Photo 11. (Above) Manure application to frozen or snow-covered soil should be avoided. Some states prohibit manure application during winter months. Managing manure storage levels so that adequate capacity is available to retain manure during extended periods of high-risk conditions (such as winter) is an important management practice.

Other Potential Water Quality Concerns

This page focuses on nutrients and water quality but there are additional manure-related topics of which you should be aware. The following sections very briefly introduce three of these: pathogens, pharmaceuticals, and organic matter.

Microbes and Pathogens

Microbes that are capable of causing diseases are called pathogens. While pathogens make up only a small portion of the microbial world, they get a lot of the attention. Some of the pathogens associated with animal manure include: Escherichia coli O157:H7, Campylobacter spp., Salmonella, and Listeria. The ways that manure pathogens reach water are largely the same as the way manure nutrients travel to water. Recommended: “Manure pathogens and microbial by-products” and “Best practices for pathogen control in manure management systems

An example of a watershed impacted by waterborne pathogens, including those associated with manure, is Samish Bay in Washington. The presence of fecal coliforms at high levels in the bay have made the water unsuitable for shellfish production and recreation. Research is being done on the effects of manure treatment, especially composting and anaerobic digestion, on pathogens in manure. Recommended Viewing: Two webcast presentations “Pathogens 101” and “Microbes: From Farm to Public Risk“.

Biochemical Oxygen Demand (BOD)

We previously discussed the ability of manure nutrients to stimulate plant growth in aquatic systems. Once the “bloom” is over and the plant material begins to decay, oxygen is rapidly removed from water and can lead to fish kills or can lead to long-term hypoxic zones. In addition to nutrients, the large amount of organic matter in manure also depletes water of dissolved oxygen if a significant amount of manure reaches the water body. Runoff from silage or feed piles on livestock farms is another waste stream that has a high BOD and should be contained or controlled just like runoff from manure storage or open lots. Recommended reading: Oklahoma State University developed a comprehensive explanation on organic matter in manure and other wastewater and how it interacts with the environment.

Recommended Resources

The video below was produced by the U.S. Poultry and Egg Association in cooperation with the Livestock and Poultry Environmental Learning Center and U.S. EPA. It covers several water quality topics as well as some air quality concerns. Even though the video references poultry production, it is applicable to other species.

Extension Publications

U.S. Environmental Protection Agency Publications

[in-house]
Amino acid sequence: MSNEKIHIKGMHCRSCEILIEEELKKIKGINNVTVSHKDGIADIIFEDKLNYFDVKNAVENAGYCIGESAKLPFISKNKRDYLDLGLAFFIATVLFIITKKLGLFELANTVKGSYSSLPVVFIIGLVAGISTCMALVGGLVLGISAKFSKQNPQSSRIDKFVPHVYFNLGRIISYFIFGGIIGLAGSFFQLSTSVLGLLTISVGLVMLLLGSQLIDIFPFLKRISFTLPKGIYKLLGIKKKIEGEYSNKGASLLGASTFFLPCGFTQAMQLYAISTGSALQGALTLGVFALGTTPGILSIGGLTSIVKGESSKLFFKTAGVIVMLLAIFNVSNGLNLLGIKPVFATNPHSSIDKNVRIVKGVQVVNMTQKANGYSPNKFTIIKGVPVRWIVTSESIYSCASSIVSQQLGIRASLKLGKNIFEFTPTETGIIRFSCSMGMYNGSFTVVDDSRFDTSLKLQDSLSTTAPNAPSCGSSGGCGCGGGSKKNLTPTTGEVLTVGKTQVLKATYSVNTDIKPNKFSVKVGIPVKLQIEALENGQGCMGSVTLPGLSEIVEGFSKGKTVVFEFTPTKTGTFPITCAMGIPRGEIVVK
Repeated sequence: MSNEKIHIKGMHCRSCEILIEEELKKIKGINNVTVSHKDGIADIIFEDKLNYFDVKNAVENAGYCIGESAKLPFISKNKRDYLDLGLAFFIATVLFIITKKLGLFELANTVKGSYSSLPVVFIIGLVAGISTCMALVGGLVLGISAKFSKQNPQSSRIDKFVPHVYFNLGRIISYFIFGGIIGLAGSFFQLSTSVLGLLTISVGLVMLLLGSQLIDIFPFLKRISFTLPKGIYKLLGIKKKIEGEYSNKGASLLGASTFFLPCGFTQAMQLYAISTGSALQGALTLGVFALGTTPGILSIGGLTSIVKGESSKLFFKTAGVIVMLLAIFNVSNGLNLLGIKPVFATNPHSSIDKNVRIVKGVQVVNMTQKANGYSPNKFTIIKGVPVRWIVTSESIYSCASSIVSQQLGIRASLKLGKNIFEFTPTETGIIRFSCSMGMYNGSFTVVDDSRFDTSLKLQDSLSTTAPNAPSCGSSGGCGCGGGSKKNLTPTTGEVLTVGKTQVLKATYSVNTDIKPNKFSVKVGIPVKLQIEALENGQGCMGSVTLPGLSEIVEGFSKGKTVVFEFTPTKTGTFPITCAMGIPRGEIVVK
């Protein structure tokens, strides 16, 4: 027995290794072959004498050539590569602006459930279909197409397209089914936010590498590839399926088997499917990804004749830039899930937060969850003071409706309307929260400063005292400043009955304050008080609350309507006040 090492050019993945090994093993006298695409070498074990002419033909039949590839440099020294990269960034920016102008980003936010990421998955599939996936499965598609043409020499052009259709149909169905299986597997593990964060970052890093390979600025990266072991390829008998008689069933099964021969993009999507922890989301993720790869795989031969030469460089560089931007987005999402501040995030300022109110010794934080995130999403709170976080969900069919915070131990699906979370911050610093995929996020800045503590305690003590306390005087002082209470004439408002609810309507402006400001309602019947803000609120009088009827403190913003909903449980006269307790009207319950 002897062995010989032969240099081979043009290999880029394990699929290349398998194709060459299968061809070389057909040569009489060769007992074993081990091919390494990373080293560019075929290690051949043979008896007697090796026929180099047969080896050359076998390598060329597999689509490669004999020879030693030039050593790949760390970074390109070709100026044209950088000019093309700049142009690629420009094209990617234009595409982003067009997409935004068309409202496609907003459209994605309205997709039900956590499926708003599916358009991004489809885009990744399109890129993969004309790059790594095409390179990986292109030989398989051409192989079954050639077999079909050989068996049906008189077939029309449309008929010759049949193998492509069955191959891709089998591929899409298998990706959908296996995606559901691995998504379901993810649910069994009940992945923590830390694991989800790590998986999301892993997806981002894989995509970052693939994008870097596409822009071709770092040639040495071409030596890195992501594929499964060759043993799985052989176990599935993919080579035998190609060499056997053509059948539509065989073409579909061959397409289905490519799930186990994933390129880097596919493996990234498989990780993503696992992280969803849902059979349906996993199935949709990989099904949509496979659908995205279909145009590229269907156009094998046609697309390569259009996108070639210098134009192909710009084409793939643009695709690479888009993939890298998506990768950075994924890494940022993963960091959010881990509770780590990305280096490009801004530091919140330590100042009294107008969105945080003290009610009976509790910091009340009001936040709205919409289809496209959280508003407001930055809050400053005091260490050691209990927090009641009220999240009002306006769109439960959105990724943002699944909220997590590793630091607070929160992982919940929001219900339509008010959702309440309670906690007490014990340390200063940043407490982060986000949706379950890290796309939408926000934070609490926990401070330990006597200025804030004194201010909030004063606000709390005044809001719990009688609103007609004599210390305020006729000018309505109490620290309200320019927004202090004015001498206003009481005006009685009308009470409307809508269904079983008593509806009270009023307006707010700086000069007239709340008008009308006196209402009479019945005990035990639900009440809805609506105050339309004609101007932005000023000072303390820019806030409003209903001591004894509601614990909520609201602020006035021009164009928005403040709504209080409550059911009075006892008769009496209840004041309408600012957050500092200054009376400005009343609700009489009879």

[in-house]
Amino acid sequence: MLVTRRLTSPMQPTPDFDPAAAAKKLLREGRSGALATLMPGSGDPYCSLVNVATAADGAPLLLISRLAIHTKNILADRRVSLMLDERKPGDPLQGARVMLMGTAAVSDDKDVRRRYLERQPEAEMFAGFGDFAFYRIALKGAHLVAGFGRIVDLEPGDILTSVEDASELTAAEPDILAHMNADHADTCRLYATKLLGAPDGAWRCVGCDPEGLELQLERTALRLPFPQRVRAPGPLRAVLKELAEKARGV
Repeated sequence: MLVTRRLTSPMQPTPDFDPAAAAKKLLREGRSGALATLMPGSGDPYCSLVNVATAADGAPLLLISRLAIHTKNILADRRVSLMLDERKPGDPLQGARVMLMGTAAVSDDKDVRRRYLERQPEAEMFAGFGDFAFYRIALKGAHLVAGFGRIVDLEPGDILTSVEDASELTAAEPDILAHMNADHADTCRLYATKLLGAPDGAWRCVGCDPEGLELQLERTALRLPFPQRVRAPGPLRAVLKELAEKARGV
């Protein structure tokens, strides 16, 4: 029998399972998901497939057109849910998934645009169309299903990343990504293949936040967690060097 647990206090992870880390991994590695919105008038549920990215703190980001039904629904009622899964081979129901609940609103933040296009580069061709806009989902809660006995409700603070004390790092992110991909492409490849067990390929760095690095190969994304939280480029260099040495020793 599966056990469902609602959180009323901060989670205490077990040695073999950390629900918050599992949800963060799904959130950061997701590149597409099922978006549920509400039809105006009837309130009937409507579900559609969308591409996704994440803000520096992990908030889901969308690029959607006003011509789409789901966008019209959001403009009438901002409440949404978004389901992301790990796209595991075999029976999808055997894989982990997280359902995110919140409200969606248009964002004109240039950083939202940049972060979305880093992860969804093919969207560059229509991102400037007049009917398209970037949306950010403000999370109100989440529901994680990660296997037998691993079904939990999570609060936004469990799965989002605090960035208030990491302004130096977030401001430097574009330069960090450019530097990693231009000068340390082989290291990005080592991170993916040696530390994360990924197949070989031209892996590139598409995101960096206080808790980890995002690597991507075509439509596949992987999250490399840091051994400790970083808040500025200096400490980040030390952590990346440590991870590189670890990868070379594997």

U.S. Geological Survey Publications

The video below was developed by the University of Wisconsin as part of a series of materials for ag educators related to manure nutrient management.


Previous: Manure Nutrients and Land Application | Next: Regulatory Requirements

These materials were developed by the Livestock and Poultry Environmental Learning Center (LPELC) with funding from the U.S. Environmental Protection Agency and with input from the Natural Resources Conservation Service, National Cattlemen’s Beef Association, National Milk Producers Federation, National Pork Board, United Egg Producers, and U.S. Poultry and Egg Association.

For questions on these materials, contact Jill Heemstra, jheemstra@unl.edu. All images in this module, unless indicated otherwise, were provided by Jill.

Reviewers: Tetra Tech, Inc.; Joe Harrison, Washington State University; Tom Hebert, Bayard Ridge Group; and Mark Risse, University of Georgia

What Is Gasification of Manure?

green stylized pig logoWhen looking at ways to improve the environmental impact of pig production, renewable energy generation is a popular topic. One such technology, gasification, is a series of chemical reactions (see image at bottom) that involve heating a suitable organic material in a controlled, low-oxygen environment to the point that the hydrocarbons (simple organic compounds that contain only hydrogen and carbon) are converted to synthesis gas (‘syngas’). Syngas is composed of hydrogen and carbon monoxide with smaller amounts of methane and carbon dioxide, all of which can be collected and utilized for heat and energy generation.

This manure treatment technology also produces mineral-rich bio-char and ash. Since this bio-char is less bulky than raw manure (and contains most, if not all, of the nutrients) it is much easier to handle and more cost effective to transport long distances. This can be beneficial in areas where nutrients are becoming concentrated on crop fields and contributing to water quality problems. The use of bio-char as a topically applied  soil amendment is currently being  explored for its potential at reducing ionization and thus aiding in the retention of nutrients by impeding chemical transformations and volatilization.

a two ton per hour fluidized bed biomass gasifierMany different organic materials can be used in gasification; wood, plant residues, certain types of manufacturing or household waste, and manure, among other biomass sources. Standard gasification systems utilizes materials that are dry (not pump-able) like beef feedlot manure, poultry litter, or manure that has undergone solids separation. Pig or dairy cattle manure tends to be a wet material and either require drying or a system designed to handle materials like these – wet gasification systems.  Related: Different types of manure gasification systems.